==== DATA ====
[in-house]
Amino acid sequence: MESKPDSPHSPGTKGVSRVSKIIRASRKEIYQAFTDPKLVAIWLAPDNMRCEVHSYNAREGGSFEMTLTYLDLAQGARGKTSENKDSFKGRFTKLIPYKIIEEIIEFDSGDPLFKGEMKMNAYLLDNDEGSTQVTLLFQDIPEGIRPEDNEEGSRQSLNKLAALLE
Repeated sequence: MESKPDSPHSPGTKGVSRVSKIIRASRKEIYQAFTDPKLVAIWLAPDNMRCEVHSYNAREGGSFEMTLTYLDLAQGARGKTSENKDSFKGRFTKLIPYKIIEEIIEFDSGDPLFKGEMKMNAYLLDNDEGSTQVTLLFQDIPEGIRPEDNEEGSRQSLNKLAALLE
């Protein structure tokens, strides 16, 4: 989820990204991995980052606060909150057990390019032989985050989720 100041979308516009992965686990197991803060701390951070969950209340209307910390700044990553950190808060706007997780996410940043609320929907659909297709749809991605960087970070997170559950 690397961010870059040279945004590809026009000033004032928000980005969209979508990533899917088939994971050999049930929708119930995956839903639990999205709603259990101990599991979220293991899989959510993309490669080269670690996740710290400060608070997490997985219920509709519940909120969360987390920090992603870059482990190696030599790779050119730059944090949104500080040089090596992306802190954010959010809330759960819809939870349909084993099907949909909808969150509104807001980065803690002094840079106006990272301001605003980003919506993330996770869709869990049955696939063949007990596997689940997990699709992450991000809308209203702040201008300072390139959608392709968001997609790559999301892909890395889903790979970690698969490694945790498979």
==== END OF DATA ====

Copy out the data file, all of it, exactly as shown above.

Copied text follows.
[in-house]
Amino acid sequence: MESKPDSPHSPGTKGVSRVSKIIRASRKEIYQAFTDPKLVAIWLAPDNMRCEVHSYNAREGGSFEMTLTYLDLAQGARGKTSENKDSFKGRFTKLIPYKIIEEIIEFDSGDPLFKGEMKMNAYLLDNDEGSTQVTLLFQDIPEGIRPEDNEEGSRQSLNKLAALLE
Repeated sequence: MESKPDSPHSPGTKGVSRVSKIIRASRKEIYQAFTDPKLVAIWLAPDNMRCEVHSYNAREGGSFEMTLTYLDLAQGARGKTSENKDSFKGRFTKLIPYKIIEEIIEFDSGDPLFKGEMKMNAYLLDNDEGSTQVTLLFQDIPEGIRPEDNEEGSRQSLNKLAALLE
């Protein structure tokens, strides 16, 4: 989820990204991995980052606060909150057990390019032989985050989720 100041979308516009992965686990197991803060701390951070969950209340209307910390700044990553950190808060706007997780996410940043609320929907659909297709749809991605960087970070997170559950 690397961010870059040279945004590809026009000033004032928000980005969209979508990533899917088939994971050999049930929708119930995956839903639990999205709603259990101990599991979220293991899989959510993309490669080269670690996740710290400060608070997490997985219920509709519940909120969360987390920090992603870059482990190696030599790779050119730059944090949104500080040089090596992306802190954010959010809330759960819809939870349909084993099907949909909808969150509104807001980065803690002094840079106006990272301001605003980003919506993330996770869709869990049955696939063949007990596997689940997990699709992450991000809308209203702040201008300072390139959608392709968001997609790559999301892909890395889903790979970690698969490694945790498979």